By Bruce Teichman
Executive Vice President
Whether you are considering selling your Managed Services Provider (MSP) now or several years down the road, how can you tell if you’re ready to sell and how can you determine if your company is ready to sell? This post will help you assess both kinds of readiness.
Let’s focus on what you need to do now to become a “good seller.” First, you’ll need an attitude and approach that recognizes and rewards opportunity. Most “sellers” aren’t sellers at all; they are MSP owners who are making the decisions needed to propel their companies forward. Whether or not they are contemplating a sale in the short term or just “blue skying” the future, the decision to sell is a business opportunity just like the others they evaluate every day.
Gathering Information About the Opportunity
More specifically, there are three critical steps to help you get the most out of evaluating an opportunity to sell. First, you need to take the inquiry phone call. You’ll need to learn more to evaluate the specific opportunity and you’ll need information to do that. Secondly, avoid being too guarded during the conversation. Having a discussion is not agreeing to be sold. You are gathering information just as you would before you make any business decision.
A good seller is totally open and honest about the good, the bad and the ugly of the company because every MSP has some of each. The more transparent you are out of the gate and throughout the discovery process, the faster you’ll get to “No” or “Yes,” and the more confident you’ll be that you made a strong decision based on fact – not emotion. Remember, getting to “Yes” only means that you have an offer to evaluate. You can then make a decision to proceed or not knowing there will be no surprises for either side.
During your evaluation, we recommend all of our sellers look at the opportunity first and money last. As tempting as it is to skip to the Financial section, look at the potential deal from all angles. How will it benefit your customers? Your staff? You professionally and personally? Once you decide why this would be a good decision for all your stakeholders, then dive into the financials.
How Ready is Your MSP?
If you have decided that the opportunity in front of you is good for your stakeholders and worthy of exploration, now you need to focus your critical thinking on the actual readiness of your business to be acquired.
Ask yourself these key questions:
- Have you had enough time to build a mature, profitable and growing business with talented employees and tenured customers? Often, the decision to sell comes on the heels of your best year. However, it is never a good idea when you are coming off a bad year. Looking at today’s macro-economic environment tells you now is a great time to sell.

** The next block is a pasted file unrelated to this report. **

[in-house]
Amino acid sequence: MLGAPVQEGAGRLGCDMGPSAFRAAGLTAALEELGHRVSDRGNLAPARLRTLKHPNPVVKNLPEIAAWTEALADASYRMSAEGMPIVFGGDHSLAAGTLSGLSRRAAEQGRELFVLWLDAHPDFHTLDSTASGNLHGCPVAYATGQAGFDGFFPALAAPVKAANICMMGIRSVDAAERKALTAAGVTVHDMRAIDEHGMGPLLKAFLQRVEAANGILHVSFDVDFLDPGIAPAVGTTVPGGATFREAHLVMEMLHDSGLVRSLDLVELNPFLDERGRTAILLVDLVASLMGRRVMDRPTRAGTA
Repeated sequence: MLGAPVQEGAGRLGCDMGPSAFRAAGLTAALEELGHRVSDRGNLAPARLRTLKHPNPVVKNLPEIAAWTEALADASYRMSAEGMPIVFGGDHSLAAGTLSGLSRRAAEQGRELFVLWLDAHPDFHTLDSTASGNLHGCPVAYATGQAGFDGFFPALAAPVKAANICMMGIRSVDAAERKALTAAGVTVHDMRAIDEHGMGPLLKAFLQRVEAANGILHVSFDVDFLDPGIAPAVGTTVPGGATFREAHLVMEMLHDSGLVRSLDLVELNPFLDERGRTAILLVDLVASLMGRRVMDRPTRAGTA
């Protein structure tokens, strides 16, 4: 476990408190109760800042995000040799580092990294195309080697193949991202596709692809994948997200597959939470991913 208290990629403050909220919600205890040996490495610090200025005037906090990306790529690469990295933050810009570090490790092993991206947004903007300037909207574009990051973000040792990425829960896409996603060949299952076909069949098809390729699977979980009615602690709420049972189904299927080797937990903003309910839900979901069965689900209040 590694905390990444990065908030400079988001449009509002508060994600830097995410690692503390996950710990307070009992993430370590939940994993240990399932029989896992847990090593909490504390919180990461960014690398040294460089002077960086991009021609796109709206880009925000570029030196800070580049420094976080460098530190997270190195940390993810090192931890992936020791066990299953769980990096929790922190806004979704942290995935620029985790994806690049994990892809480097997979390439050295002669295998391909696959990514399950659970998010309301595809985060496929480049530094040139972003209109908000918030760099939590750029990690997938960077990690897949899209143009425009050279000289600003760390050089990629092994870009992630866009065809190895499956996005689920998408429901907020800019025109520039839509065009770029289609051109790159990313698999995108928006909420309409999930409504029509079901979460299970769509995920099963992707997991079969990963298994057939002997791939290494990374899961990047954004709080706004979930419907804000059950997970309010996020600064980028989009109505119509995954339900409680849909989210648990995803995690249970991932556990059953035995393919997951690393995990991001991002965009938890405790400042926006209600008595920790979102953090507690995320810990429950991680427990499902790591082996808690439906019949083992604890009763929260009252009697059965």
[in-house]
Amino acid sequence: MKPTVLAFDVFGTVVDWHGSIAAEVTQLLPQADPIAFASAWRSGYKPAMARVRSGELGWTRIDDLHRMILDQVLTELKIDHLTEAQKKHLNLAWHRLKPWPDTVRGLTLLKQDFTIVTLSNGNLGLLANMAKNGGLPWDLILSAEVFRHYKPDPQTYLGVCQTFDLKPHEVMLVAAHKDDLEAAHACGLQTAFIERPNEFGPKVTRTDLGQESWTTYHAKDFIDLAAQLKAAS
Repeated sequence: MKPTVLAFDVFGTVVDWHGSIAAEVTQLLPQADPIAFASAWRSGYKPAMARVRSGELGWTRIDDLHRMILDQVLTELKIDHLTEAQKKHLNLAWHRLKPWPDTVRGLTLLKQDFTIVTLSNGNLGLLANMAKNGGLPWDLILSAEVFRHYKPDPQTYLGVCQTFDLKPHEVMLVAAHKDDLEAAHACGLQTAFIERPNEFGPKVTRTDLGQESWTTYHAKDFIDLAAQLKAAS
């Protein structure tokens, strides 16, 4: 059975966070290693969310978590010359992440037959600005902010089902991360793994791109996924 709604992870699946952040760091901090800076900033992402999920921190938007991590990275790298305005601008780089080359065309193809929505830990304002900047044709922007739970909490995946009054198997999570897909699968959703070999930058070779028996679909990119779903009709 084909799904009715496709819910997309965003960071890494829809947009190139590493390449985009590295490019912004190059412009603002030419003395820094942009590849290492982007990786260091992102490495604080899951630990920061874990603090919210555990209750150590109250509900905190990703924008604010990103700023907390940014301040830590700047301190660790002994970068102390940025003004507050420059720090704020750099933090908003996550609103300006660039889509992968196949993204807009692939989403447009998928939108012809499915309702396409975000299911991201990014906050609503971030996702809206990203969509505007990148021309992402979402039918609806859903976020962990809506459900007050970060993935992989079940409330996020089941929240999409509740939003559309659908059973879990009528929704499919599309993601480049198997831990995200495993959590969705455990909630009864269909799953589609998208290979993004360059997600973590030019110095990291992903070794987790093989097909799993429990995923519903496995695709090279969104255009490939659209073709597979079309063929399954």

- How prepared is your business for the due diligence that is coming your way? If you believe you are “somewhat prepared,” that is good enough to proceed. Perfection, which is better known as “complete readiness,” doesn’t exist and is not required for M&A.
- Being somewhat prepared indicates that your company is following industry best practices. For example, do you have signed versions, ideally electronic files, of all your contracts with every, customer, vendor and employee? Are each of these contracts easily “assignable?” That is, can you assign the contracts to a new owner without having to secure customer, vendor or employee approval on each document? If not, you have significant homework to do to get your company “somewhat prepared.”
- Having your financial house in order is critical to every level of readiness. Begin with reviewing your company’s legal status? Is your company in good standing with the state? Are your state and federal returns up to date and completed? Have you been properly tracking and paying sales and income taxes?
Next, take a long look at your company’s Accounting Systems. At a minimum, your P&L revenue accounts should have separated recurring services, recurring resale, one-time services and one-time resale. Additionally, each of those four categories should have its own corresponding Cost of Goods (COGS). Do you understand your books deeply, reviewing them for accuracy and ensuring they are closed on time each month? How do your books recognize “Deferred Revenue?” For example, customer deposits and pre-paid services should be reflected as liabilities with dollars recognized as revenue as the debt to your customer is satisfied.
Finally, expenses tracked as benefits to the owner must be reflected in detail. It is common practice for many owners to put expenses through their operation that may not be “required” for the business. If you follow this practice, be sure that all owner benefits can easily be separated from your P&L statement. A potential owner will want to know, and you will need to understand exactly what you’ve spent on meals and sailboats, to determine your company’s true profitability.
Now that you understand what’s involved in being a good seller, you can move forward with confidence whether you decide to sell now or later. Plus, you can be sure that any new owner you speak with will appreciate your transparency and your readiness.